Monday, April 9, 2007

Flèche Team N.D.D.: A Tale of Perseverance



"Perserverance."

Capn John Ende pointed a limp French fry at the small sign in Rose’s Restaurant in Boydton, Va., the lunch stop for Flèche Team N.D.D.

We were 65 miles into our 232-mile roundabout trek from north Raleigh to Lexington, NC.

The team had been riveted to the TV in the corner, which was turned to the Weather Channel. An earlier forecast of cold and cloudy, with a 30 percent chance of showers, had turned sinister.

Now it was a 70 percent chance of rain in the darkest morning hours, with snow showers likely by dawn. A low of 27. 15-25 mph winds. Where had this come from? Just what kind of curve ball was nature trying to bean us with?

Then Ende pointed to the sign on the wall. Perseverance.

For the first time, Team N.D.D. took a hard look around. Rose’s had lots of those painfully motivational signs. The ones sales teams and real estate agents are so fond of. You’ve seen ‘em. They usually have a color-soaked landmark shot -- say the Golden Gate Bridge poking through a dense fog -- with a simple, jingoistic word to live by: Vision. Attitude. Courage. Commitment. Character.



And yes. Perseverance.

We mocked them all, each and every slogan. Had a good laugh over cheeseburgers and fries. Haha. Stupid signs.

Later that evening, those signs would come back to haunt us -- like a recurring case of athlete’s foot -- as a midnight rain poured an icy pitcher of water into our shoes and soaked our jerseys, when the heavy splatter of spring snowflakes obscured our way, when we shook and shimmied and shivered at the Liberty Kangaroo.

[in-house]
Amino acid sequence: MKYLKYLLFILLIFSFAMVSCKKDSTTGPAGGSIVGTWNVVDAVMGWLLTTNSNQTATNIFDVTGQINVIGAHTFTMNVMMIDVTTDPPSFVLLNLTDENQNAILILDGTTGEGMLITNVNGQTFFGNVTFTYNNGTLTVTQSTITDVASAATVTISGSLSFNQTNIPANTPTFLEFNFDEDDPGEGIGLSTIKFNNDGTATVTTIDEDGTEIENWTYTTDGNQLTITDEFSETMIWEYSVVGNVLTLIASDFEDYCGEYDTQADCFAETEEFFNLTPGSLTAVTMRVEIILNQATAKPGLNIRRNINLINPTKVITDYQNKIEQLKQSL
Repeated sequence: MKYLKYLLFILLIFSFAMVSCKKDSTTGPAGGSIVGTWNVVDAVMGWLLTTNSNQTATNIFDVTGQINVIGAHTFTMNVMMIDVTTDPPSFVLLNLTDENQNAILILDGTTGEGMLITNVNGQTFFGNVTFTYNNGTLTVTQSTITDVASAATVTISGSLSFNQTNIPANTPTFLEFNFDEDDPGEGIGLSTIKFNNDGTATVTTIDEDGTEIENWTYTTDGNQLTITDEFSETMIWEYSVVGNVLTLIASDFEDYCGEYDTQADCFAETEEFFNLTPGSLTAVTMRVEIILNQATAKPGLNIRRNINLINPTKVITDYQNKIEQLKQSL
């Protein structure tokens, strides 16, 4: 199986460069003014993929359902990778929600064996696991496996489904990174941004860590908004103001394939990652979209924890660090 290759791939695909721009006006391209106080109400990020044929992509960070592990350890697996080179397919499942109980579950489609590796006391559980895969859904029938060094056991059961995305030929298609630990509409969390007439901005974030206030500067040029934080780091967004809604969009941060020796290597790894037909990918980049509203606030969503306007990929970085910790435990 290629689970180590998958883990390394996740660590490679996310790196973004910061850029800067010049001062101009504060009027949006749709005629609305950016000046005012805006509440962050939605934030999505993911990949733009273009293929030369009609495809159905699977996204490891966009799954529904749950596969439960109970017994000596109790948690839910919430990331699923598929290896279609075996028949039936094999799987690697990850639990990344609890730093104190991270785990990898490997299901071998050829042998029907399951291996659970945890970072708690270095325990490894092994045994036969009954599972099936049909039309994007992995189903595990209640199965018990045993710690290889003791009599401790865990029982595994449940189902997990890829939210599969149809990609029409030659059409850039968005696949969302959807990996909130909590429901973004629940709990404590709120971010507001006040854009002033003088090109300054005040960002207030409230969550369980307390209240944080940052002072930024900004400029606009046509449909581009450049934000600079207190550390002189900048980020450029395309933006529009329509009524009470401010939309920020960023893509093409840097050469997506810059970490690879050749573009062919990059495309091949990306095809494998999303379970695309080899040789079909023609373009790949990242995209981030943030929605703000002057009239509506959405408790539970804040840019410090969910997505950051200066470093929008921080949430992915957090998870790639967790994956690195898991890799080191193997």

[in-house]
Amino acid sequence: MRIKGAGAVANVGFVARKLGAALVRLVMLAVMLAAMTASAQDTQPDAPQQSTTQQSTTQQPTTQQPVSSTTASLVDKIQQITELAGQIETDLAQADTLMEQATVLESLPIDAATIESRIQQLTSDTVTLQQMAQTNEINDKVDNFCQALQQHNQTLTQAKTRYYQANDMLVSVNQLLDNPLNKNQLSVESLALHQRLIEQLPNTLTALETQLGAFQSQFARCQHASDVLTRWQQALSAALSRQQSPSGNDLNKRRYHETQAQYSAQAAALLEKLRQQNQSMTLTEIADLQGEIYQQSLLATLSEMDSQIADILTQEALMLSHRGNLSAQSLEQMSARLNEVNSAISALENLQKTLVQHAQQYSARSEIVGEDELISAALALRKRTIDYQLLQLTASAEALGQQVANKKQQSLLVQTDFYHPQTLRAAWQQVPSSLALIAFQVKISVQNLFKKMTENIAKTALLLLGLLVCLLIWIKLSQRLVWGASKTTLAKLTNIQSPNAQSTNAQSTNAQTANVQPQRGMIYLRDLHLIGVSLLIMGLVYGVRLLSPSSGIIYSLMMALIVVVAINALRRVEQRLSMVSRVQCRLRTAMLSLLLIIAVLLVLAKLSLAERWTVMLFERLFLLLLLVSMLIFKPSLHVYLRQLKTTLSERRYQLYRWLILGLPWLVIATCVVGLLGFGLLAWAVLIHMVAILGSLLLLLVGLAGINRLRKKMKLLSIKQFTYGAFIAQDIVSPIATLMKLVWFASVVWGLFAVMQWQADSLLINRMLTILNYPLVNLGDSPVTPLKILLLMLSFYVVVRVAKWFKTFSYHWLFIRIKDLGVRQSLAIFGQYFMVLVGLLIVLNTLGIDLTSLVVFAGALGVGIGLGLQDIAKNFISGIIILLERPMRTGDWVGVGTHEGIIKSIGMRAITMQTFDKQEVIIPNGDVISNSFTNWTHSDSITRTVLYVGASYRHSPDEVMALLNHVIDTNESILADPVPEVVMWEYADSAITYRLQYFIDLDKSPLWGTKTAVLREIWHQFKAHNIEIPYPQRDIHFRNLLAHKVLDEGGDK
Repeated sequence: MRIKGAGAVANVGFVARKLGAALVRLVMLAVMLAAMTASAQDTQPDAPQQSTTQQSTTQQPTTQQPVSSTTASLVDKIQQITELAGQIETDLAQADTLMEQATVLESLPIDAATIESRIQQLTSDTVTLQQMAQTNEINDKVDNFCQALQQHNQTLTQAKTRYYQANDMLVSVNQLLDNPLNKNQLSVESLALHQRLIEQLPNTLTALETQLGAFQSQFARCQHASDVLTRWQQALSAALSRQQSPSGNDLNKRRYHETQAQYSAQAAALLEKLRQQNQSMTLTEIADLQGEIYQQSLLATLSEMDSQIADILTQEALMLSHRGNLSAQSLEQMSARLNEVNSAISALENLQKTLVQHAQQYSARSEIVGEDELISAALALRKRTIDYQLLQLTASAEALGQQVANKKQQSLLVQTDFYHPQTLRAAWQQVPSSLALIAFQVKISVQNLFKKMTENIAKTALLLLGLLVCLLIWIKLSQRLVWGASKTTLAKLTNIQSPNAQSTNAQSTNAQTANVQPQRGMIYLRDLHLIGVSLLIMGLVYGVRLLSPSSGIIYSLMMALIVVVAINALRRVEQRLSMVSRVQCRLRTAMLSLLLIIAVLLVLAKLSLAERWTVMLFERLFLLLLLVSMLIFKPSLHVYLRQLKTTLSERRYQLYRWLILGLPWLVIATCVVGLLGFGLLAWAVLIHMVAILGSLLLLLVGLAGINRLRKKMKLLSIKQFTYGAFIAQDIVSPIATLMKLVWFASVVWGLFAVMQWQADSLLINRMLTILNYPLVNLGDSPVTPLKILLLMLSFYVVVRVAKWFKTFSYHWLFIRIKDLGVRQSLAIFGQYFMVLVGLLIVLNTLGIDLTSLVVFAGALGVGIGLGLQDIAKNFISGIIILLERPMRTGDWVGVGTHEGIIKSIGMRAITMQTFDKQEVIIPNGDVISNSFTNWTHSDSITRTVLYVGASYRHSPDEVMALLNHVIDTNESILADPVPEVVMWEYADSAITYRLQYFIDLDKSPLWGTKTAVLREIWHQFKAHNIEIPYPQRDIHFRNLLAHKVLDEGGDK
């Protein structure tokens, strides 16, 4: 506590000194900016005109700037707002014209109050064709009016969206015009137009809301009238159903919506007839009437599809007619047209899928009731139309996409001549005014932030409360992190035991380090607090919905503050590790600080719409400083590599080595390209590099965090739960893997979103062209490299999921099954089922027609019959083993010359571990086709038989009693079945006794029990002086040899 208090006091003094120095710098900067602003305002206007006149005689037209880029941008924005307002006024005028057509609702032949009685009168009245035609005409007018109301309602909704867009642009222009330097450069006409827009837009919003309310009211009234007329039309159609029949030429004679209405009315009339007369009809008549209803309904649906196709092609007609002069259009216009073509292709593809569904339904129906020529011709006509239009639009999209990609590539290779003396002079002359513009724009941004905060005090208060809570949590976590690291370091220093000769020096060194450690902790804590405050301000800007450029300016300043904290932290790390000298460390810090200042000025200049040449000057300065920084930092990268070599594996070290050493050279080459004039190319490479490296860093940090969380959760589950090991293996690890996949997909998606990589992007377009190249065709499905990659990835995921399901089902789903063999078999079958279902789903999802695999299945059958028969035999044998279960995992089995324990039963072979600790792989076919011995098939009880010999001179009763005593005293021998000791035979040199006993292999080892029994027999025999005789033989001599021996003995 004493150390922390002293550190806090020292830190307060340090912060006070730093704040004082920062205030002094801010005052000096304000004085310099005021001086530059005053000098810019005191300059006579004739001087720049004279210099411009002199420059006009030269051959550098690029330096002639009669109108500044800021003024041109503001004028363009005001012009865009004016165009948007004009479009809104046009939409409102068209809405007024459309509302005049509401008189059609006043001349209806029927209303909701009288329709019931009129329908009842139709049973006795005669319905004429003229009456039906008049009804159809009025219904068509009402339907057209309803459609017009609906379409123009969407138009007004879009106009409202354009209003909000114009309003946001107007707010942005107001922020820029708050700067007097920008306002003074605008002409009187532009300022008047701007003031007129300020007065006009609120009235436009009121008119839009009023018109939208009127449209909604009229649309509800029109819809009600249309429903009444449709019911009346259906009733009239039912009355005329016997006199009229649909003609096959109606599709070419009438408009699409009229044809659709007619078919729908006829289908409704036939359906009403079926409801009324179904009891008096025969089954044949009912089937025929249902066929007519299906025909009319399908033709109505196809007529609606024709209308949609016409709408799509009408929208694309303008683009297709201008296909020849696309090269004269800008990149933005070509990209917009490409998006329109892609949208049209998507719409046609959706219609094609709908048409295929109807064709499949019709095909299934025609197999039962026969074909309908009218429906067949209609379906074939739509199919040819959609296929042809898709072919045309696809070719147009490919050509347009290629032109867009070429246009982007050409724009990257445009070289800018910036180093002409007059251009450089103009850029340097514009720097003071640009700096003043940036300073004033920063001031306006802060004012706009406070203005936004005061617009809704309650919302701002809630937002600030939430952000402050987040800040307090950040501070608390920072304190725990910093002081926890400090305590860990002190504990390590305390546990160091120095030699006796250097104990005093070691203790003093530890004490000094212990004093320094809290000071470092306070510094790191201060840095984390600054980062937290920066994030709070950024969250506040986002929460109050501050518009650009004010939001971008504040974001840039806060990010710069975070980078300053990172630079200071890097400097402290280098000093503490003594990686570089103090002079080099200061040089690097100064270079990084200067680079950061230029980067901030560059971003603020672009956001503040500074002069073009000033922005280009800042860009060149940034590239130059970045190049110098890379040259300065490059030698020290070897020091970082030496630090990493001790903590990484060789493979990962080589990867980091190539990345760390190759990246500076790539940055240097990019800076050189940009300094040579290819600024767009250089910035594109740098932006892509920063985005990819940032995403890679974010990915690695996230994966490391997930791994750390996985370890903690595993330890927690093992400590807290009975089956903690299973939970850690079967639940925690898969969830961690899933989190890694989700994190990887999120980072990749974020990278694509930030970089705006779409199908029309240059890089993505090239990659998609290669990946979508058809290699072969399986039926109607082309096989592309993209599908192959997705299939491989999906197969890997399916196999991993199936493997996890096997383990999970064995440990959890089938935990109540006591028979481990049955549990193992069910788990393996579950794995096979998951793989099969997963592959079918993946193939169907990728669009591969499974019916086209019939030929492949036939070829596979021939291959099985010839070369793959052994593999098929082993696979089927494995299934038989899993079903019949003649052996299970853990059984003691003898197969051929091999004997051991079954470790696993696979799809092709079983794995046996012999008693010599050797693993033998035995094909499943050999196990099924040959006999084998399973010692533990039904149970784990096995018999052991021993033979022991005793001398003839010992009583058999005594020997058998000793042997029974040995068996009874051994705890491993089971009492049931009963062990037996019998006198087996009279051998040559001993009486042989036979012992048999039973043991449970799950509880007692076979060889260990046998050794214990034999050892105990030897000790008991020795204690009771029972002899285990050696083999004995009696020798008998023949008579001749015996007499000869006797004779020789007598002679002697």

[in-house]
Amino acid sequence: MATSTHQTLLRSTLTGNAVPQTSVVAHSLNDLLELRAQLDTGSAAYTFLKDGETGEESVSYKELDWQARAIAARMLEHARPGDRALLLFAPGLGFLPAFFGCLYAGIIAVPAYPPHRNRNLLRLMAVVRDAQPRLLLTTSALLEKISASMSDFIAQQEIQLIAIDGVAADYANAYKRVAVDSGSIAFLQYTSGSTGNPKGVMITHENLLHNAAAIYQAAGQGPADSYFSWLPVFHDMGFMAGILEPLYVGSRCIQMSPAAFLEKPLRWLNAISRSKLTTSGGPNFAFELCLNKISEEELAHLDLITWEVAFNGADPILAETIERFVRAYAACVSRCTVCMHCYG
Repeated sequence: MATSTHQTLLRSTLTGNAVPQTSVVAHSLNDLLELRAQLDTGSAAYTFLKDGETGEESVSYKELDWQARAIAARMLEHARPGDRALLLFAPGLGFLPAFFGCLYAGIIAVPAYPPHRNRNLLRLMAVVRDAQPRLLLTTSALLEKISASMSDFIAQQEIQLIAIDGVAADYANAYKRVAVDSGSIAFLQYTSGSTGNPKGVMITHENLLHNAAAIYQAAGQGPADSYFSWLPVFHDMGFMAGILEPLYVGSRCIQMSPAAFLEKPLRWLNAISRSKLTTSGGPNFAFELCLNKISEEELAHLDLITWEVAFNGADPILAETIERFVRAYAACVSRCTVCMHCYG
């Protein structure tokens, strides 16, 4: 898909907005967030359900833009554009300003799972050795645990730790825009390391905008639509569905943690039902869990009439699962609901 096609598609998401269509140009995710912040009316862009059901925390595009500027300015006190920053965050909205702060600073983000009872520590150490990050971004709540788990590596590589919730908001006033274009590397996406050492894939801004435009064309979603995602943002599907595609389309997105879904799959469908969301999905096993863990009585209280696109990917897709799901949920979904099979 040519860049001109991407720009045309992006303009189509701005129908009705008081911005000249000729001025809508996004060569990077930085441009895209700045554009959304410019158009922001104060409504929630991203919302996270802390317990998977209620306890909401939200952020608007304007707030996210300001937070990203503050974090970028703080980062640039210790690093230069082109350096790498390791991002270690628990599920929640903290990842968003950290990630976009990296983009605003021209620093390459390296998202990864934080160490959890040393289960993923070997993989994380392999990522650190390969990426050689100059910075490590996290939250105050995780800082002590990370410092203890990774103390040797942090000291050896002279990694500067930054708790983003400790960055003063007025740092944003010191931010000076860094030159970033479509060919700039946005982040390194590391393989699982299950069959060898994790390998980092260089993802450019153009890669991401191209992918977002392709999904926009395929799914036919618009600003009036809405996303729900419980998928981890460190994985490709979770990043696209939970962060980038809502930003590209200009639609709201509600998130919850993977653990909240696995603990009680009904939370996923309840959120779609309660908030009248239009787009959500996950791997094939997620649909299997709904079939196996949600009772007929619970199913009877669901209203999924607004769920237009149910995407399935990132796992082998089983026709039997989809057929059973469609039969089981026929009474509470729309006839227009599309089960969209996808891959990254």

When Team N.D.D., to a man, made the decision to quit, hang it up, throw in the towel or at least find a dry one.

Try this slogan on for size: Abandonee.

But I’m getting ahead of myself.

Our humble story is rooted in the post-PBP year of 2004, when Team Flèche Wound -- comprised of Capn John Ende, Rich Go Faster Bruner, Greg Dive Bomber Schild, John Game Face D’Elia and Mike S’Bagger Dayton -- assembled for its inaugural event. For a write-up, see RUSA's newsletter.

The team went on hiatus for three years while memories faded, egos healed and lawsuits settled.

When the team members contractually agreed to a reunion tour, the major sticking point was the new team name. After heated debate and the exchange of several defamatory e-mails, the team settled on a moniker, suggested by Capn, that tripped off the tongue and fell over the lips:

Night of the Day of the Dawn of the Son of the Bride of the Return of the Revenge of the Terror of the Attack of the Evil, Mutant, Hellbound, Flèche-Eating Subhumanoid Zombified Living Dead, Part 2, In Shocking 2-D!

Catchy, no? Imagine the team’s chagrin when they later learned the name was not an original creation of Ende’s but had, in fact, been unceremoniously “Ripped Off,” with hardly a single word disturbed, from a wikipedia listing.

Team N.D.D. gathered in Raleigh on Okay Thursday, the day before Good Friday. At a pre-ride dinner, the weight gains of several team members aroused suspicion: steroids, eating disorder, or just plain fat? Meantime, Dive Bomber’s choice for the main course -- Lobster and Sausage Ravioli -- was roundly condemned as foolhardy and a potential gastronomic fiasco.

Come game day, the team gathered at the Stony Hill Rural Fire Department, just north of Raleigh. Always ready to carpe the diem, the boys climbed aboard the hay-stuffed carcass of a burned-out car for a photo op.



The team rolled off at the crack of 9:15 when it became clear that the last chance for a partial refund had passed.

Within 1.5 miles, history repeated itself. Just as he’d done in 2004, S’Bagger claimed the first county line sprint, catching his teammates asleep at the wheels.